CLIC Sargent, the UK’s leading charity for children and young people with cancer, is launching a new awareness and fundraising campaign.
Created by Havas Worldwide London, the activity is based around the idea of “The Joke Appeal”, a nationwide appeal for people to submit their jokes.
The Joke Appeal builds on the notion that laughter is a powerful thing that can bring people together and provide a moment’s relief for a young person living with cancer.
The cinema, online, social and out-of-home campaign has a soft-launch in July and will continue until the end of August, when it culminates at the Edinburgh Fringe.
Havas Worldwide has built an online hub www.thejokeappeal.com to house submitted jokes and has recruited celebrity comedians such as Joe Wilkinson, Chris Ramsey and Simon Brodkin to help provide content and online reach. The more jokes that are submitted the more money the charity will raise.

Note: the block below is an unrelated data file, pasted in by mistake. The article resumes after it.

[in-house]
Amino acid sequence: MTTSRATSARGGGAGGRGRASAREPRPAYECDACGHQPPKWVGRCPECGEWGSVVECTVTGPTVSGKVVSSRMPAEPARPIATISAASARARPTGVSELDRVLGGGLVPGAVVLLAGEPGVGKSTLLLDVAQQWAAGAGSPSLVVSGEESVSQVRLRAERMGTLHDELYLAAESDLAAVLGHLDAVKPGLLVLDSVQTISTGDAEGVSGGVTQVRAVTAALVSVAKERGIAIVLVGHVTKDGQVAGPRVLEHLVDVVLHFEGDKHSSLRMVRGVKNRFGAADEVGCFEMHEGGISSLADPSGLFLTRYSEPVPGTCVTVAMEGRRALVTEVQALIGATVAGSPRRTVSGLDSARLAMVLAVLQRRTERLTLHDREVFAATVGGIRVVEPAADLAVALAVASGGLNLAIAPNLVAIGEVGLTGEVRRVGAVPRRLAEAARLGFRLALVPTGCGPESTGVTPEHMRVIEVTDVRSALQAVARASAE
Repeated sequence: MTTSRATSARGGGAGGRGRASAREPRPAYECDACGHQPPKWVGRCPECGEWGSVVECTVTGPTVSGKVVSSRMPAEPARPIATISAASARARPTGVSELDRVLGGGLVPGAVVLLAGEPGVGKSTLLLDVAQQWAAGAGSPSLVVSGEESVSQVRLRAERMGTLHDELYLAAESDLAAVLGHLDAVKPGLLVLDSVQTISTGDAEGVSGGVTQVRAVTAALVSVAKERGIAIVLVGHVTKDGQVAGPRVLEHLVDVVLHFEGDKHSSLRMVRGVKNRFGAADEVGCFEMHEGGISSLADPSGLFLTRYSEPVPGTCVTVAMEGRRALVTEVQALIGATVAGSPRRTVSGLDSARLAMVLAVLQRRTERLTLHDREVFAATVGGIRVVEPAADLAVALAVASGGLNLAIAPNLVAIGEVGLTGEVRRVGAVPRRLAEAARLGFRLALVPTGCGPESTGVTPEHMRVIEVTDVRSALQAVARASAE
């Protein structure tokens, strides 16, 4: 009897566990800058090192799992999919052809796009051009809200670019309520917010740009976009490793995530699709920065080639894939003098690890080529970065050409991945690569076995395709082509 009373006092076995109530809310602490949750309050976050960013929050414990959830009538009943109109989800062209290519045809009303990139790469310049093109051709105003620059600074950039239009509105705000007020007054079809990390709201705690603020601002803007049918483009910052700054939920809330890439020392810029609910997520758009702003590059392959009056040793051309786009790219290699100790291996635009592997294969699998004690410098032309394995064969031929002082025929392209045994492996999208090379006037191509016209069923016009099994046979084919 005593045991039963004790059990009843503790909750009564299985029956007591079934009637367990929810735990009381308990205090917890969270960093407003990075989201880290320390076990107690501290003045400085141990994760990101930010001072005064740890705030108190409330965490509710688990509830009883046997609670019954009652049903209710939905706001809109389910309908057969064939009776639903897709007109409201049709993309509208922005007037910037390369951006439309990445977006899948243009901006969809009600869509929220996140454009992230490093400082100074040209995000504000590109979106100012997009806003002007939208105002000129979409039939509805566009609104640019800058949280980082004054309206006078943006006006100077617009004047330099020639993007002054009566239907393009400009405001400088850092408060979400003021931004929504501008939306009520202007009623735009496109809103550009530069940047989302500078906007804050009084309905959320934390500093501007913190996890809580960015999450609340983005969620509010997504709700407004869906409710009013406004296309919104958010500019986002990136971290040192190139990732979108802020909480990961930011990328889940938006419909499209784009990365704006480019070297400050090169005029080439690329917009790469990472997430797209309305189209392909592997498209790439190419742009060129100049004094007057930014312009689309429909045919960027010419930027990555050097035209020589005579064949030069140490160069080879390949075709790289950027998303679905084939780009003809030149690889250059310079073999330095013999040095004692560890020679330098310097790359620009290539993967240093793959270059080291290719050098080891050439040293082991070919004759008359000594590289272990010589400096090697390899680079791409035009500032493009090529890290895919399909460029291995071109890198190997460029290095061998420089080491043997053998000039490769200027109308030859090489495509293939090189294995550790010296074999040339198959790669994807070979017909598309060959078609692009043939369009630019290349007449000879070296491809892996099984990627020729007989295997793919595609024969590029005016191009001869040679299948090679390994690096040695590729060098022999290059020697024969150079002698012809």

Awareness of the appeal is driven by a 90-second film which will be shown online and launch at cinemas nationwide on 11th July. The film launch will be supported by a structured social media campaign.
CLIC Sargent’s campaign aims to create a better public understanding of the CLIC Sargent cause and impact, and particularly its support of 16-24 year olds, while raising money to help every young person with cancer that needs it.
Russ Lidstone, CEO of Havas London, said 'We're very proud to work with CLIC Sargent. Not only because it's such a fantastic cause, but with the Joke Appeal it's refreshing to use something as uplifting as laughter to raise money; the support we've already received has demonstrated just how powerful laughter can be'.
Liz North, Director of Communications and Campaigning at CLIC Sargent, said ‘Havas have created a really innovative awareness campaign in the Joke Appeal, to help us raise awareness and vital funds for our work with children and young people with cancer.
It’s perhaps surprising, but laughter can be a really important in dealing with the challenges that cancer brings, and by donating their jokes, the public will be able to show their support for children and young people with cancer.’